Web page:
Francesca Lia Block's Baby Be-Bop is one of the book's objected to by the WBC4SL. More infamously, the self-styled "Christian" Civil Liberties Union has claimed that the mere display of this book caused emotional harm to their elderly members. They requested the Library's copy of the book be turned over to them so they can burn it.
Baby Be-Bop is about an adolescent named Dirk who is struggling with a growing awareness of his same-sex attraction. It's a short story of self-doubt and dignity, about the bittersweet risks and rewards of falling in love, of secrecy and self-acceptance, of the high cost of hiding one's true self from the world, and the value of being true to one's self.
The author's language is flowery, perhaps too much so for some readers, but many will find it literally delicious to read. Block has an unusual ability to use words to evoke memories by means of colors, textures, scents, and tastes. As an example, consider a passage describing Dirk's upbringing by his grandmother Fifi:
Fifi and Dirk put flower nectar or a mixture of honey and water on their fingertips and the newborn butterflies crawled onto them, all ticklish, and practiced fanning wings that were like amber stained glass in the sun. In the garden there were also little butterflies that looked like petals blown from the roses with the almond scent. There were peaches with pits that also smelled and looked like almonds when you cracked them open. Fifi showed Dirk how to pinch the honeysuckle blossoms that grew over the back gate so that sweet drops fell onto his tongue. She showed him how to pinch the snapdragons' jaws to make them sing. (pp. 6-7)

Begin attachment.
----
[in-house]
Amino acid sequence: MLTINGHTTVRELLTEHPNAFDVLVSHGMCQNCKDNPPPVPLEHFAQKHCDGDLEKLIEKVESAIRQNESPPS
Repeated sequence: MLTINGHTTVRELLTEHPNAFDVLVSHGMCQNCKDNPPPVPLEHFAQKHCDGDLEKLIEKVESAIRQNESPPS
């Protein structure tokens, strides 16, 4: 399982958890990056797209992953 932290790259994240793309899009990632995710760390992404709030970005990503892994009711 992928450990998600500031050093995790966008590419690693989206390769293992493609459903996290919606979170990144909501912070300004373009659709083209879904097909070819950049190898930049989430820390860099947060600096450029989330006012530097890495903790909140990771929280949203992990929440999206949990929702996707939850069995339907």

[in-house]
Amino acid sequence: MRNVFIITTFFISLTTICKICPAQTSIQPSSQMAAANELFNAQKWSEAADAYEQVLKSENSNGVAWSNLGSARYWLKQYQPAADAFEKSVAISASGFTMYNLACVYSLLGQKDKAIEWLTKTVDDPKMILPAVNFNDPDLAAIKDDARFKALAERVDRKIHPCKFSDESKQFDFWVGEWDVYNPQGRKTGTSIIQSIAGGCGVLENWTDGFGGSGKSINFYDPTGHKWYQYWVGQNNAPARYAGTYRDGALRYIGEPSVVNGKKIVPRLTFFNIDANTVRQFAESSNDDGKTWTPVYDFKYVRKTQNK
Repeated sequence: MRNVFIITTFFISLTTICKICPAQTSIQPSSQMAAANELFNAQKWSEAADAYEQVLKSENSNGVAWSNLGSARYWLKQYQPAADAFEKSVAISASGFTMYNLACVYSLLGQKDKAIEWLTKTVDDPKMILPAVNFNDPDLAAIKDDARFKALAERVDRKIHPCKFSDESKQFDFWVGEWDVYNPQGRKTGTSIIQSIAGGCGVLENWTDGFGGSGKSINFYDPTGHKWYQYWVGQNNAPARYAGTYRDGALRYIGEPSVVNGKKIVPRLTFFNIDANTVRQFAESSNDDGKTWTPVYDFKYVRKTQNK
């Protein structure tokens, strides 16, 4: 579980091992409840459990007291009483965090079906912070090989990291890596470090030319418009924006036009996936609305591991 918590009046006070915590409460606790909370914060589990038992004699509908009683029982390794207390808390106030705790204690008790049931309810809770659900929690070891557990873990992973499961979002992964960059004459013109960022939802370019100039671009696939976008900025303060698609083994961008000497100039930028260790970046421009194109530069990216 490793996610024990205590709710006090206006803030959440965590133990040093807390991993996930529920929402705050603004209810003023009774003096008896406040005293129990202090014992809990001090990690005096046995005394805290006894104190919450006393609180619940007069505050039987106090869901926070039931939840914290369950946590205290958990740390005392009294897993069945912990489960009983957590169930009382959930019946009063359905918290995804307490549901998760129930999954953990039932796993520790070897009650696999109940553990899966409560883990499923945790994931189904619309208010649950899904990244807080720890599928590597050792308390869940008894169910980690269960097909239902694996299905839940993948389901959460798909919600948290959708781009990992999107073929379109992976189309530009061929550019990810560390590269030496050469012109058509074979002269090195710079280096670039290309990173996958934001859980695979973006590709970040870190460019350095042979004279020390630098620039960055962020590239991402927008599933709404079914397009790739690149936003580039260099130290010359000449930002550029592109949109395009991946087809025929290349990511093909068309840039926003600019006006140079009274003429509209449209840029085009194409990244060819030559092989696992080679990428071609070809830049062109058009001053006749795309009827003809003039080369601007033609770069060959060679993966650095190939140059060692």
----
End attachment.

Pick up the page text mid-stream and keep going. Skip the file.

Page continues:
Trying to keep his secret, Dirk starts down a path of self-hatred that leads to his being beaten up. In the delirium that follows, he meets some of his own ancestors, who guide him into a more positive, self-accepting perspective. And this is what some find so objectionable. It isn't the very slight use of strong language, or the two pages out of 106 that explore the risks of random sexual encounters. It's that the book is ultimately affirming of self-acceptance for gay men. As Dirk's great-grandmother tells him in his dream-hallucination, "any love that's love is right" (p. 66).
When I decided to write a review of Baby Be-Bop, I planned to express rage at the CCLU. After reading the book, I can't find my anger. The idea of destroying a copy of this book is just . . . Sad.